The sweet recipe for success of the historic NYC luncheonette

YORKVILLE, MANHATTAN — The corner canteen was everywhere in New York – until it was nowhere.

In a city where the safe bet is to bet on change, those lunch counters of yesteryear are mostly cherished memories now, along with Checker cabs, the Third Avenue El, newsies peddling the Herald Tribune.

When you visit the Lexington Candy Shop on Manhattan’s Upper East Side, however, that past is present — and you can taste it, one delicious custard at a time.

The Lexington Candy Shop opened in 1925 – that’s nearly 100 years in business here at Lex and 83rd – and underwent a major overhaul in 1948. That’s when they doubled the lunch side of the business and have given up on sweets, at least making them. Santa Clauses and chocolate bunnies don’t sell well in the height of summer, and space here is limited.

But the name, the sweet name of Lexington Candy Shop, which they happily kept.

The lunch counter itself is new here – and you realize the word new is relative when you learn that the counter was installed in 1970.

Yes, change can be constant all around him, but owner John Philis knows enough to leave a good thing alone. He knows this place better than anyone because he grew up in the candy business, working here as soon as he was old enough to take the subway from Queens.

His grandfather, a Greek immigrant, founded it and his father ran it for years.

“Lunch in New York was everywhere, every two blocks, three blocks at least. It’s a tough business. And the rents have gone up,” Philis said of what had been a first-rate immigrant business. generation. “A lot of kids went to college, worked in other professions. And (the lunches) slowly died out.”

This luncheonette thwarted the odds because of John Philis. He officially entered the family business in 1980 to help his father, who was not quite ready to retire.

With a background at NYU and a strong government career to fall back on, Philis figured it would be a fun gig for a few years.

A few years turned into 42.

“And I’m still here, and that’s great,” Philis said.

He has the help of trusted longtime employees and his business partner, Bob Karcher, who left a job as a McDonald’s restaurant manager, bringing his own golden touch to the luncheonette business.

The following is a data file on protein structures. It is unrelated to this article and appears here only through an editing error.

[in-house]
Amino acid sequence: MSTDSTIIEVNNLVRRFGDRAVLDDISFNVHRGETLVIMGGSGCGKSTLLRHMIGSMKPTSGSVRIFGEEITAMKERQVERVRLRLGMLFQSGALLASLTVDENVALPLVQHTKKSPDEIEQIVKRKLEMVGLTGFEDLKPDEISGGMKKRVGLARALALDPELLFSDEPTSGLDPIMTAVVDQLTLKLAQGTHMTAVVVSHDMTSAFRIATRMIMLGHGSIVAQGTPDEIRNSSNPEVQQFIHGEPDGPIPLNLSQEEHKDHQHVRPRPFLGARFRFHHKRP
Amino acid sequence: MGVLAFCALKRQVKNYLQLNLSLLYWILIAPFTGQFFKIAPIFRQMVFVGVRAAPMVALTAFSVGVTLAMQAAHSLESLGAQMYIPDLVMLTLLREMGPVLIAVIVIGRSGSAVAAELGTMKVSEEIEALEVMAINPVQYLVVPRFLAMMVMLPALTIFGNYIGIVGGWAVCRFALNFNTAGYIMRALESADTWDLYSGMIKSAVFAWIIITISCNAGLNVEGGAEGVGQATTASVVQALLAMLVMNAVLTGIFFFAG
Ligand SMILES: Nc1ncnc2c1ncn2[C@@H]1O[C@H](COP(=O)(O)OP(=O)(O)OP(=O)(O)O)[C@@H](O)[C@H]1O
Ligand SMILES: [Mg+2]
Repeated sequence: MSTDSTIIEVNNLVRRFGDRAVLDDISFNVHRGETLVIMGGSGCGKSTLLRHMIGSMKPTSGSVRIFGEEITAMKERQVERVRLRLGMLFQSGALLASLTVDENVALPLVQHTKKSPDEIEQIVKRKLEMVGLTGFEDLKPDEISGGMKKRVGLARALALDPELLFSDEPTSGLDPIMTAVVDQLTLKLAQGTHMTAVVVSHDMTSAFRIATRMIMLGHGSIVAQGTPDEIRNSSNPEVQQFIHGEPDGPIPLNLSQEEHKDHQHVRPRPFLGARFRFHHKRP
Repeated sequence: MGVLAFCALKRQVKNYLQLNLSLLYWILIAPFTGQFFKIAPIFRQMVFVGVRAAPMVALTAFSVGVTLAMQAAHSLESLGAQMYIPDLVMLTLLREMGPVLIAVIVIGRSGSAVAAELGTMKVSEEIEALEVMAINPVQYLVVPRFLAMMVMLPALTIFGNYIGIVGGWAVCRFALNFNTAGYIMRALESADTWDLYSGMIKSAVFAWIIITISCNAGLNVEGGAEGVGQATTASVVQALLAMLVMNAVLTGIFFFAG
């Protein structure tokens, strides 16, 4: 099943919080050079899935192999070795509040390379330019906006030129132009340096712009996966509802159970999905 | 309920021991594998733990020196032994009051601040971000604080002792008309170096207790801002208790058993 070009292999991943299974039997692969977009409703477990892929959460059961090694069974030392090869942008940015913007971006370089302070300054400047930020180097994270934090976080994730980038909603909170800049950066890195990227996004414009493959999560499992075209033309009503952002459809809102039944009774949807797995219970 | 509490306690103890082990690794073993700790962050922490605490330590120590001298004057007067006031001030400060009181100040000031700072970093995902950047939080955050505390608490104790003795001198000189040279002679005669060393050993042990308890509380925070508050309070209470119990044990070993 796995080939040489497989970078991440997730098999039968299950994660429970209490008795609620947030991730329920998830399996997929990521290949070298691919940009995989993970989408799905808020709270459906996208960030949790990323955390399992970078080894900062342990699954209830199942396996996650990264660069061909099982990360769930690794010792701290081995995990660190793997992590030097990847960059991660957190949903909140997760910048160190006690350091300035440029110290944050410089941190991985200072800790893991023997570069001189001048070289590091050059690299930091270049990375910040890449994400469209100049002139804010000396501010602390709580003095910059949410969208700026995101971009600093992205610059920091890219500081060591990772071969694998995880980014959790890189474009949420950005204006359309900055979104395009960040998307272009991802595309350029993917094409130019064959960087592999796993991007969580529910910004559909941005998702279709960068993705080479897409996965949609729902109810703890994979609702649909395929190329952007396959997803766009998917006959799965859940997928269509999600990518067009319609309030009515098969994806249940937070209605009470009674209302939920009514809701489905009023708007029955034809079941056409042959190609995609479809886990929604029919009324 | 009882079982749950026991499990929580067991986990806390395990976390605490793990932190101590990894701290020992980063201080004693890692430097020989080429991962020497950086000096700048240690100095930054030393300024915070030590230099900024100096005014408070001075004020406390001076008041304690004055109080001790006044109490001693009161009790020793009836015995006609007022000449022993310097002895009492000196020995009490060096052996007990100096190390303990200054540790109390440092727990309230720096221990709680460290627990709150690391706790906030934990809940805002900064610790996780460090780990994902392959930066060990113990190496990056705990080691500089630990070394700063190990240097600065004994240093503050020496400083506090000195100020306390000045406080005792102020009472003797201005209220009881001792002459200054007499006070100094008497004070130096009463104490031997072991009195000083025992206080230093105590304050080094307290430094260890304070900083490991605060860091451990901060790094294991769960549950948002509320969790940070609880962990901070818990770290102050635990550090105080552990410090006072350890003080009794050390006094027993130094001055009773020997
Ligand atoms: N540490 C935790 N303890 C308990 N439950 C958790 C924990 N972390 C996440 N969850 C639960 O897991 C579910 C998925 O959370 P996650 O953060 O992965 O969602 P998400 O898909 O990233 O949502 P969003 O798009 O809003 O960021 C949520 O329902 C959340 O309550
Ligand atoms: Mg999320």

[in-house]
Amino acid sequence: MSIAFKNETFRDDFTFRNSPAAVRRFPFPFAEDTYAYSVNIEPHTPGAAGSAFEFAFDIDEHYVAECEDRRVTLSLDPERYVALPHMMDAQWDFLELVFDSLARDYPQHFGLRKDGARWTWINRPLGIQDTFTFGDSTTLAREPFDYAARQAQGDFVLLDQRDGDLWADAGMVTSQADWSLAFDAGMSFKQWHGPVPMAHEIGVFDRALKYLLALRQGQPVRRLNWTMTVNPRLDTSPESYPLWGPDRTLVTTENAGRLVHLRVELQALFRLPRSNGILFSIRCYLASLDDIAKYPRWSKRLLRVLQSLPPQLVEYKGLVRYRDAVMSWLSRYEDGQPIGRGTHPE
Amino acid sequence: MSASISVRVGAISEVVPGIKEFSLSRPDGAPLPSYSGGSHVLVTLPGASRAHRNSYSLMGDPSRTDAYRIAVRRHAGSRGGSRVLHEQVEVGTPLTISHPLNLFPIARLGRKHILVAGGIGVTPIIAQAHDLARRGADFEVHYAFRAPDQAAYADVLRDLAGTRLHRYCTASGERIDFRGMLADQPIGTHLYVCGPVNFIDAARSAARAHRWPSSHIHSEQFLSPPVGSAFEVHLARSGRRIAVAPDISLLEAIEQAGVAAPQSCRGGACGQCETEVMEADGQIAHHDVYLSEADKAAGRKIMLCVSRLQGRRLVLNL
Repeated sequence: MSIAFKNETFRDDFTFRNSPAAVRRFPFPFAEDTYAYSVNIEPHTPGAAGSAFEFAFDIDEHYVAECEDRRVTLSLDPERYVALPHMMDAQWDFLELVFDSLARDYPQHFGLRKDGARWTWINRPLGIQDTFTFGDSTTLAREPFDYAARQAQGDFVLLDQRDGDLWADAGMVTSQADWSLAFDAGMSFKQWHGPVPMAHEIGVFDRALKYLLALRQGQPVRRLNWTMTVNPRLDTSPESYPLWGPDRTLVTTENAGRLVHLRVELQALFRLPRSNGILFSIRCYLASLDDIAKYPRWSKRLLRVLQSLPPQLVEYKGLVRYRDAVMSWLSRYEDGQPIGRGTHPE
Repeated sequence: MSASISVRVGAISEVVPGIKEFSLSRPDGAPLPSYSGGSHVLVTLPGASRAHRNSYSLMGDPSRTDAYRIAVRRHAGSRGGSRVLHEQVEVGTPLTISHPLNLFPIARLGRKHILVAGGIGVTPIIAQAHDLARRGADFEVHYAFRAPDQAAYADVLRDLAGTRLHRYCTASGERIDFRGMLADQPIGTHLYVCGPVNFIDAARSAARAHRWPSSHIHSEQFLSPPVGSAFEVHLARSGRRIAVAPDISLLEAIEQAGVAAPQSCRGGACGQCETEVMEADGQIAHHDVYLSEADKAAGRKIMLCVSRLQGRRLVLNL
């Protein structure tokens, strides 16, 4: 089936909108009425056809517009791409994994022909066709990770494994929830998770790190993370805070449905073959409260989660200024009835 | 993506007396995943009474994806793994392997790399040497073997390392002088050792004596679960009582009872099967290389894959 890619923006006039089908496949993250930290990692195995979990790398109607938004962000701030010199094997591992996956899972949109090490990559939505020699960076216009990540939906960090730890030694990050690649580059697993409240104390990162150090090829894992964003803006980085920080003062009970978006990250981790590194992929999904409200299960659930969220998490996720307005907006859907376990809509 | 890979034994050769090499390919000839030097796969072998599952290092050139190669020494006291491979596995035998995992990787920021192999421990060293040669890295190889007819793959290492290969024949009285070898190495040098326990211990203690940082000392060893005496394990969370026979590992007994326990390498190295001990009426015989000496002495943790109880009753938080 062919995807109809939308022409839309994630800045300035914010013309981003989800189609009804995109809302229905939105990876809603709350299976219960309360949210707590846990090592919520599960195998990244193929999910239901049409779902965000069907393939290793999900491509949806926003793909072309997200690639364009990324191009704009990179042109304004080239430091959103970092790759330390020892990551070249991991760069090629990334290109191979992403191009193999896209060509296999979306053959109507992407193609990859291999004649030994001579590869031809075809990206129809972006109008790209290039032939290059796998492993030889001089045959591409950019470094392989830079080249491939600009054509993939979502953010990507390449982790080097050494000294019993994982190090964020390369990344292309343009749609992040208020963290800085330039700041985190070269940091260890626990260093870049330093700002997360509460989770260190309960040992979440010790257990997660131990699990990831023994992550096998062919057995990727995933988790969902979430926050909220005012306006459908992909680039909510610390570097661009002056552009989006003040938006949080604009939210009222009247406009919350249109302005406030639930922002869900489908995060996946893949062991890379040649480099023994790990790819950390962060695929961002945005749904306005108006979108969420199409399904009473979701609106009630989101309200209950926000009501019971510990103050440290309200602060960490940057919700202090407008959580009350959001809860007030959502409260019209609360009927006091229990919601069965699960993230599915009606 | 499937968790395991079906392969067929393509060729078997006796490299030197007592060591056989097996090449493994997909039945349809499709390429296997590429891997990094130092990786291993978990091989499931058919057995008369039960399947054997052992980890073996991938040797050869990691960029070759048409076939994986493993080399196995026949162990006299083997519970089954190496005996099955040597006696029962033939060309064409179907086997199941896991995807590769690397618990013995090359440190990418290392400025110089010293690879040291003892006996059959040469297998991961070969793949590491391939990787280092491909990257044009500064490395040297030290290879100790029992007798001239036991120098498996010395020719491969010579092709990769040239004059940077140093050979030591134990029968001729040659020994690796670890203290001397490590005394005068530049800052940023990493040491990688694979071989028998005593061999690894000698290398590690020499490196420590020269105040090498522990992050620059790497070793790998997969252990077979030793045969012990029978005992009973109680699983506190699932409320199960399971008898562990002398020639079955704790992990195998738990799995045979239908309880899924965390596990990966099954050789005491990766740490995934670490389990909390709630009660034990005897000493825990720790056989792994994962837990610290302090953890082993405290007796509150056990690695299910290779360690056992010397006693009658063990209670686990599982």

“He has the same work ethic, the same mindset. It works. We’re very proud of the food,” Philis said.

All the good food in the world and all the architectural charm won’t get you far in New York without a good owner, and Philis is grateful for that.

Indeed, “wonderful” is rarely how you hear owners describe it in Manhattan, where a beloved hot dog shop of similar vintage a few blocks away would be slated for demolition, cleared for another tower. .

The other morning at the Lexington, customers kept pouring in, grabbing a stool or stooping down a booth, and ordering the good stuff: the BLTs, the grilled cheese sandwiches, the pancakes, French toast, coffee brewed in urns and blender-made shakes circa 1948, the magical year here, the year so many at the confectionery date back to, right down to the terrazzo floor.

Philis was standing almost exactly where, in 1975, he shouted “chicken plate” as Robert Redford ordered take-out lunch at the counter in the spy thriller “Three Days of the Condor.” You have to listen to it carefully, but you can hear Philis shouting those two words amid the clatter and Christmas music playing in the scene.

Philis still dresses like the counters of 1975 – the neatly pressed white jacket, the very image of luncheonette professionalism.

Indeed, the Lexington Candy Shop’s timelessness attracted many other filmmakers, and the week ABC’s Localish left off, Puma and Coca-Cola staged a “takeover” of the candy store for a campaign. .

What attracts Hollywood and major consumer brands is also what attracts loyal customers – it’s the authenticity of place, something that can be as hard to come by these days as a token tinkling in the pocket of a coat hanger.

“We’ve had a lot of customers who have been coming here for years, and they love this place. They feel like home,” Philis said. “It works well.”

About Jonathan Bell

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